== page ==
The 6 Greatest Leadership Quotes of All Time
Exceptional leaders don’t just appear out of thin air. They aren’t miraculous by-products of a science experiment gone right, nor do they wake up one day and set their inner clocks to auto-inspire. The best leaders are acutely aware of their abilities to coach, influence and navigate the choppy waters of the human experience. They have spent a significant amount of time looking to those that have come before them for inner strength, guidance, and the best ways to say what they want to say. Leaders look to define and assert themselves by using the same words and ideas that their renowned mentors once employed to bring meaning to the term “leader” itself.
Here are 6 of the Greatest Leadership Quotes of All Time, and a little more insight on the brilliant minds that they are attributed to:
1. “Our chief want is someone who will inspire us to be what we know we could be.” – Ralph Waldo Emerson
People spend their whole lives in a perpetual state of hope. While some do indeed achieve their personal and professional aspirations, others never quite become who or what they intended. Leaders, however, find ways to allow individuals to grow, flourish and reach our potential. They see things that we can’t, and show us how to get where we feel we won’t. Emerson, the renowned 19th century poet and philosopher, understood that one of the innate human desires we all share is to be surrounded and led by those who can bring us forward, closer to the best versions of ourselves.
2. “A leader… is like a shepherd. He stays behind the flock, letting the most nimble go out ahead, whereupon the others follow, not realizing that all along they are being directed from behind.“ – Nelson Mandela
27 years in prison steeped in optimism, courage and a devotion to equality. There’s no question that Nelson Mandela lived by the ideas he shared with the world. Leaders recognize that by providing an example for their supporters, by demonstrating a genuine approach in everything they do, they are paving the way for positive results. A South African prison cell on Robben Island, off the coast of Cape Town, is about as isolated as one can get. And yet, Mandela found a way to energize a systematic dismantling of institutionalized racism, poverty and inequality during his detainment. To me, this validates the notion that having a leader who is willing to make sacrifices and operate behind-the-scenes while his or her team upholds their vision, is key to long-term success. Besides, 260 awards including a Nobel Peace Prize and a Presidential Medal of Freedom say so.
3. “I’ve learned that people will forget what you said, people will forget what you did, but people will never forget how you made them feel.” – Maya Angelou
Leaders move people. The ones who bring their teams to the top, exceed expectations and continually achieve success understand that emotions are delicate, yet essential pieces of the puzzle. If your team feels positive about the organization’s direction, feel confident they can achieve the objectives set before them, feel like they are valued and appreciated… it doesn’t always matter what is said or done. Being one of the first African-American women who discussed their personal lives in a public forum, Angelou afforded black female writers a feeling of freedom and identity that they had never experienced before. In asserting that the details aren’t always important if the senses are triggered, she reminds leaders that the keys to success are cut by inspiration and stimulation.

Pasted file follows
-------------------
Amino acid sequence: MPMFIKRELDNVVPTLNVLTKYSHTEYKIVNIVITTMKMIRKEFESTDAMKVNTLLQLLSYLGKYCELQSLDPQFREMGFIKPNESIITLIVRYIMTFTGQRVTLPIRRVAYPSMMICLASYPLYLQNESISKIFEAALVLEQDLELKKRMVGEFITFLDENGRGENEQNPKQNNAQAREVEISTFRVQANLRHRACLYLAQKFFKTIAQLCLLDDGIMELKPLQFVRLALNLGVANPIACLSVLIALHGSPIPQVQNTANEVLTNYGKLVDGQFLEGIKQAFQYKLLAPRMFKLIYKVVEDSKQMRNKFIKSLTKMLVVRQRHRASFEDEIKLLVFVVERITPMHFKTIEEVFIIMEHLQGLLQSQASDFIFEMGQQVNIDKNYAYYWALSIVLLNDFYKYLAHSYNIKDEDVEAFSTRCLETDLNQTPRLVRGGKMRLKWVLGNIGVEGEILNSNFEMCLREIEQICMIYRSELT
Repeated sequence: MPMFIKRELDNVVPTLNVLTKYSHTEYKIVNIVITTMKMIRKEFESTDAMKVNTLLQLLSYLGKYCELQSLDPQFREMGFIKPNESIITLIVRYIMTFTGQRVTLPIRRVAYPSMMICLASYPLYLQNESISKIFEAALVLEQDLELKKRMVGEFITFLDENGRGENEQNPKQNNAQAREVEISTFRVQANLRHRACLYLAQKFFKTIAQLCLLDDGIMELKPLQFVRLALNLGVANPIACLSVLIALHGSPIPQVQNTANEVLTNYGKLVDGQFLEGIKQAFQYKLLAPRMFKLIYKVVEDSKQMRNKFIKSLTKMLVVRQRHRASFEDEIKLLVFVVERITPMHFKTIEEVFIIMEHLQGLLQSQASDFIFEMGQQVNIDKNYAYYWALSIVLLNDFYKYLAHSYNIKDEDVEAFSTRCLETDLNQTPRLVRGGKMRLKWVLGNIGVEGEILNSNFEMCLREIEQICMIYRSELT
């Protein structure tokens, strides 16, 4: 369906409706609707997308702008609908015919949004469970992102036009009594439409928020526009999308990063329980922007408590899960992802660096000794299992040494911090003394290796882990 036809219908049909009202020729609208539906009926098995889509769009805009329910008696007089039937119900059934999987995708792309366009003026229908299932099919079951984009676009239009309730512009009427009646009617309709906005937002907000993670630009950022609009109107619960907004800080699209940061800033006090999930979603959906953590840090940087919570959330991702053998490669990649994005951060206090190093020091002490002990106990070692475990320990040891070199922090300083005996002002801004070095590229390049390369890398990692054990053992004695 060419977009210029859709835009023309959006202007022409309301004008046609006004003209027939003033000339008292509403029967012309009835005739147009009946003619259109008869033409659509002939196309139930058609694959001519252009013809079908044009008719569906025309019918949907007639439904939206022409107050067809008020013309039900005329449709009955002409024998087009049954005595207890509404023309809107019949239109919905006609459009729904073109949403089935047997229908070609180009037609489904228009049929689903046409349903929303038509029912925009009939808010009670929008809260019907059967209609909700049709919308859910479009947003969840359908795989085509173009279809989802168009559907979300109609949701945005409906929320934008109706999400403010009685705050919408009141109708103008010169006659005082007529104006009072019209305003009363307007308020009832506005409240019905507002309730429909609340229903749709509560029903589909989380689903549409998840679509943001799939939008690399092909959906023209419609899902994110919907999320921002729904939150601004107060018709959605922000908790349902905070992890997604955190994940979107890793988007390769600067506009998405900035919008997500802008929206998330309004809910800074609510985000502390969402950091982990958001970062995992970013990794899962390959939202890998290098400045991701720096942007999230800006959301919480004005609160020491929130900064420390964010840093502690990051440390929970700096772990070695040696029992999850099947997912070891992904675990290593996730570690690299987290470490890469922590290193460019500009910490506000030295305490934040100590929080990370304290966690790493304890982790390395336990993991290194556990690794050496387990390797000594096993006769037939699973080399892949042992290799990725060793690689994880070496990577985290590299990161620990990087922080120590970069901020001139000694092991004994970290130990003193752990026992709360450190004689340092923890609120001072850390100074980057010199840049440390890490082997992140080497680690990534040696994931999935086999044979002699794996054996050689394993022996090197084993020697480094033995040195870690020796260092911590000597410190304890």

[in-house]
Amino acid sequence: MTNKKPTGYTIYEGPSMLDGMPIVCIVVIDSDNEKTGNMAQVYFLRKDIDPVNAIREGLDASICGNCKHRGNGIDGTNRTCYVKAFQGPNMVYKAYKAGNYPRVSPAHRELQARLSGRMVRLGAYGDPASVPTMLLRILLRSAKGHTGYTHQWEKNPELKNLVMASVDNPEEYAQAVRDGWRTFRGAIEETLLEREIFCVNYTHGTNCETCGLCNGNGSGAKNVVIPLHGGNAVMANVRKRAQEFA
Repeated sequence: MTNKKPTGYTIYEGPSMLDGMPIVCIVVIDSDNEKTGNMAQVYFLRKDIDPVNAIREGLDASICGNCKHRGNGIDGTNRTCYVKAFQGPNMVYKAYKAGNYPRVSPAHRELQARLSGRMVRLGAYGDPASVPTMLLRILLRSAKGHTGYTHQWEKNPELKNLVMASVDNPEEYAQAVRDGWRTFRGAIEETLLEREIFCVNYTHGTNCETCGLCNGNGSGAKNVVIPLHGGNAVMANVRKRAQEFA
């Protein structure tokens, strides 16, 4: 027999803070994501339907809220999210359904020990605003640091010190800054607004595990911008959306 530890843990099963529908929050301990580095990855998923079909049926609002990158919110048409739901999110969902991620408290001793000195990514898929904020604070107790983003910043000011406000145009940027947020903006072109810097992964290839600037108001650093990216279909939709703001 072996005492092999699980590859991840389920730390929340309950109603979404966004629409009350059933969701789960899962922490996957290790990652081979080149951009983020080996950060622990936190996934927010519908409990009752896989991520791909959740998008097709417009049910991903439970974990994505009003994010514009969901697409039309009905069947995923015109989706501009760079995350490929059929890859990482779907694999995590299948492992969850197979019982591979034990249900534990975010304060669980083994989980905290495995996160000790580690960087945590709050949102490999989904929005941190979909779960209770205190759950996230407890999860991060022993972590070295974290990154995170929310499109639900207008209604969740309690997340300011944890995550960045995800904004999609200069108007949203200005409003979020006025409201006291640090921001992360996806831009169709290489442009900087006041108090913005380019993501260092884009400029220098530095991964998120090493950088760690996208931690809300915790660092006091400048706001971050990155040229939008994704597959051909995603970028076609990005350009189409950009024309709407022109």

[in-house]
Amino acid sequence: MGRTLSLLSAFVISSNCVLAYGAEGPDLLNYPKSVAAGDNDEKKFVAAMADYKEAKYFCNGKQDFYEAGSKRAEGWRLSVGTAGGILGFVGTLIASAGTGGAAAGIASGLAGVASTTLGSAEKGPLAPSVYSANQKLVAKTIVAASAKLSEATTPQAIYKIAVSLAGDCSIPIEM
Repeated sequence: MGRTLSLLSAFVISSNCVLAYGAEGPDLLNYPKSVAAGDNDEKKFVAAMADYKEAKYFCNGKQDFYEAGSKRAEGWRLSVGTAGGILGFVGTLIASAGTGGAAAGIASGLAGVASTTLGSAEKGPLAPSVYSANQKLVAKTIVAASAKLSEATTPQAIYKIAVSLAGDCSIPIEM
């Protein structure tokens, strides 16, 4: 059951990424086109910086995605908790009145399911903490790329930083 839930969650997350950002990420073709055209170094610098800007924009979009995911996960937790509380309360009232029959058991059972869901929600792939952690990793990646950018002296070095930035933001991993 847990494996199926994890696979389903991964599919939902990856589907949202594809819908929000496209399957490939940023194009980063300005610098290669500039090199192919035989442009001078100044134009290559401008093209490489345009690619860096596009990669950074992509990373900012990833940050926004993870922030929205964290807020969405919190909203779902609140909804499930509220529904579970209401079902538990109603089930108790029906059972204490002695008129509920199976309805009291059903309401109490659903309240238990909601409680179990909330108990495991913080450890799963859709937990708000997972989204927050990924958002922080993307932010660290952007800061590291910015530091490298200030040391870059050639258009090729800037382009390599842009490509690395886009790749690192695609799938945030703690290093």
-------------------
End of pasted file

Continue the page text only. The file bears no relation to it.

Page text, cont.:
4. “A good leader is a person who takes a little more than his share of the blame and a little less than his share of the credit.” – Arnold H. Glasow
Accountability and humility. For a leader to truly earn someone’s trust and respect, they must be willing to accept a significant amount (or all) of the blame when things go poorly, but at the same time, spread the love and shine the spotlight on others when overall objectives are achieved. The idea that more negatives than positives are absorbed by the leader strengthens the importance of a leader being resilient and psychologically durable. Despite Glasow’s background in humour – the man published jokes for 60 years and didn’t author his first book until the age of 92 – he understood that leadership wasn’t intended for those seeking accolades while avoiding accountability.
5. “Be more concerned with your character than your reputation, because your character is what you really are, while your reputation is merely what others think you are.” – John Wooden
Perception isn’t everything. A winner of ten NCAA National Championships as the Head Coach of the UCLA Bruins, John Wooden always had a target on his back. It would have been easy for him to lose control of his players after unprecedented success – his team won a record 88 consecutive games and 7 straight titles – however, he recognized that just being true to who you are and what you’re all about is far more powerful than trying to live up to what everyone says you are. Leaders have to stick to their game plan and keep their people humble, even in light of extreme success. Hard work, the power of belief and focus will always trump perception based on previous results.
6. “The mediocre teacher tells. The good teacher explains. The superior teacher demonstrates. The great teacher inspires.” – William Arthur Ward
The best leaders are committed to performing their duties in such a way that stirs those around them to action. While explanations are useful, and being able to demonstrate what needs to be done can translate into success, inspiration is the most powerful vehicle of leadership. Despite the fact that there are different leadership styles, it’s hard to see the value of being strictly told what to do and how to do it. Ward remains one of most highly quoted American writer of inspirational maxims.
Feel free to share your favourite quotes on Leadership in the Comments section below!